Average Is Over by Tyler Cowen

Average Is Over by Tyler Cowen

Author:Tyler Cowen [Cowen, Tyler]
Language: eng
Format: epub
Tags: Non-Fiction, Politics
ISBN: 9780525953739
Google: CLDgDxHNu1oC
Goodreads: 17674998
Publisher: Penguin
Published: 2013-09-12T07:00:00+00:00

The Machine’s Place

Not many people, from their standpoint as observers or as consumers of culture, want man and machine to converge. It seems that even when the machines are a lot better than the human competitors, we’re not so interested in watching them.

For instance, when it comes to chess we humans don’t seem to care when the machines play each other. Hardly anyone is watching or talking about the computer vs. computer games. The online commentary is a trickle, most chess websites—even those for chess specialists—don’t bother to reproduce the games, and I never see them reported in the popular press. The particular computer game of Stockfish vs. Spark, discussed in an earlier chapter, was staged by a Norwegian chess enthusiast named Martin Thoresen. Martin ran web tournaments that paired the world’s best chess-playing computers against each other, concluding with an “elite” tournament that paired off the previous winners. Martin wanted to find sponsors to help him cover the electricity bills but no one was interested, and in the spring of 2011 Martin stopped running his tournaments. Hardly anyone noticed. A few people protested in the comments section of his blog, such as the one fellow who expressed the superiority of chess over time spent with women. (As of early 2013 some version of these matches seems to be restarting; we’ll see.)

One of Martin’s last tournaments went under the glamorous name of TCEC S3 Stage 2a.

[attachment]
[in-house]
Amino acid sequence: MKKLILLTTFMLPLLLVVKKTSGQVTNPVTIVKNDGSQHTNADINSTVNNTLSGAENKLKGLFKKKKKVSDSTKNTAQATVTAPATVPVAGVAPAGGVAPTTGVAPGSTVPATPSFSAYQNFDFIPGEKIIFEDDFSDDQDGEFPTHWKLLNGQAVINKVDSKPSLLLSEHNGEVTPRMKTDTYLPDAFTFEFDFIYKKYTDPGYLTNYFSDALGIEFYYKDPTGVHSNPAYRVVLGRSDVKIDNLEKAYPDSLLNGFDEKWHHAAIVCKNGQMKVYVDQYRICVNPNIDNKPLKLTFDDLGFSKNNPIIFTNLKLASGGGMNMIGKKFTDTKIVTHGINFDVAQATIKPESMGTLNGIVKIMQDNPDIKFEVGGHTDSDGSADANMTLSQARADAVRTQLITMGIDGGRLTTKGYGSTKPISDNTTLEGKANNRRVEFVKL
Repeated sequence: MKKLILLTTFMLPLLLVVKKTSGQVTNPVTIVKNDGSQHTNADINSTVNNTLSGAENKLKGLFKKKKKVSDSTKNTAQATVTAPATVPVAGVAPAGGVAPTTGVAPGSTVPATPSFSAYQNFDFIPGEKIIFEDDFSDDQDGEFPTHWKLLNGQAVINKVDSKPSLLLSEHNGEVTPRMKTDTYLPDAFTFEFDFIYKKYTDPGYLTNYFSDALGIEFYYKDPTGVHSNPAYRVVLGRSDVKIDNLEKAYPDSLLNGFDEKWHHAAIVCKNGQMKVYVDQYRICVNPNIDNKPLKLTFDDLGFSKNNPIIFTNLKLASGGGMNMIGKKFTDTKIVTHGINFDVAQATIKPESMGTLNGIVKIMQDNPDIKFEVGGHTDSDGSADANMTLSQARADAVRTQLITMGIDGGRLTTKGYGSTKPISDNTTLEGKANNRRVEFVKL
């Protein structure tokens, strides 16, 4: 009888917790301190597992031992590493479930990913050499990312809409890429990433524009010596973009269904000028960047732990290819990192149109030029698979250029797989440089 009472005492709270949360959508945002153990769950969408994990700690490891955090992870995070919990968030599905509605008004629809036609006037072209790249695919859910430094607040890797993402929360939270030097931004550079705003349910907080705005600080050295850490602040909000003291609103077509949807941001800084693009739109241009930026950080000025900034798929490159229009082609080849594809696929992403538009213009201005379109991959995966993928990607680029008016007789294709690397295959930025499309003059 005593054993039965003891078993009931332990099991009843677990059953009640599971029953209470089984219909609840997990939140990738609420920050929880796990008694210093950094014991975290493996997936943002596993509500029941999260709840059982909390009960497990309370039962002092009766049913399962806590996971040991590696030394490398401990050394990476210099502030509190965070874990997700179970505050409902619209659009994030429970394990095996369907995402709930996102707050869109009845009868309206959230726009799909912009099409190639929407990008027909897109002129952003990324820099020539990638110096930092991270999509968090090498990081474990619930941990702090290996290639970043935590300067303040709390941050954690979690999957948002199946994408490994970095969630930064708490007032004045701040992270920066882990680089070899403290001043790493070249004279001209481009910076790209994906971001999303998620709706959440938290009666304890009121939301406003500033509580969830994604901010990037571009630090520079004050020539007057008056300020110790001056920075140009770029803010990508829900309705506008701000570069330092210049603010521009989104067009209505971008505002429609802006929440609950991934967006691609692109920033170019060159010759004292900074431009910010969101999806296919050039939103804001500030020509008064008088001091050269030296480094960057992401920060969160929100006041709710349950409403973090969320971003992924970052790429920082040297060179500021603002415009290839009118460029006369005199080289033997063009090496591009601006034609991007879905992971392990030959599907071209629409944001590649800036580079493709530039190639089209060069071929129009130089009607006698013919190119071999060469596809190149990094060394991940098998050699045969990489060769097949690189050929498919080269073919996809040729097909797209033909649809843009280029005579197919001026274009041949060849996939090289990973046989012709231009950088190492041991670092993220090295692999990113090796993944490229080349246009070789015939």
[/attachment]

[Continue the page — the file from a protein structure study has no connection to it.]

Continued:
At the same time as TCEC S3 Stage 2a was being run, the so-called Candidates Matches, among human beings, were being played in London. Those matches determined who played Vishy Anand for the world (human) chess championship. Interest in those qualifying matches was slack—by usual terms—because fan favorite Magnus Carlsen, the Norwegian chess prodigy, decided not to play. That’s a bit like when Michael Jordan took a few years off from basketball and interest in the NBA Finals fell. Still, unlike with the higher-quality computer matches, many thousands of people followed the human contests and watched Boris Gelfand emerge as the challenger to Anand and eventually lose the championship match.

Despite the humans on the teams, even Freestyle chess isn’t very popular, not even by the standards of the chess world. Some chess traditionalists are uncomfortable with the fact that some top Freestyle team members aren’t very good at traditional chess, but I don’t think that is the main problem. The anonymity and shifting names of the teams make it harder for fans to follow the contests and identify with favorites. It is more difficult to construct narratives about the players, their career arcs, and their personalities and emotional struggles. It doesn’t fit the standard model of heroic achievement and struggle against adversity.

Limited spectator interest has meant that Freestyle tournaments have been online only, which makes it harder to attract spectators and corporate sponsorship. There is one wealthy patron operating from United Arab Emirates, but so far Freestyle chess does not seem to have a financial future. Nelson Hernandez estimates that during the key Freestyle events


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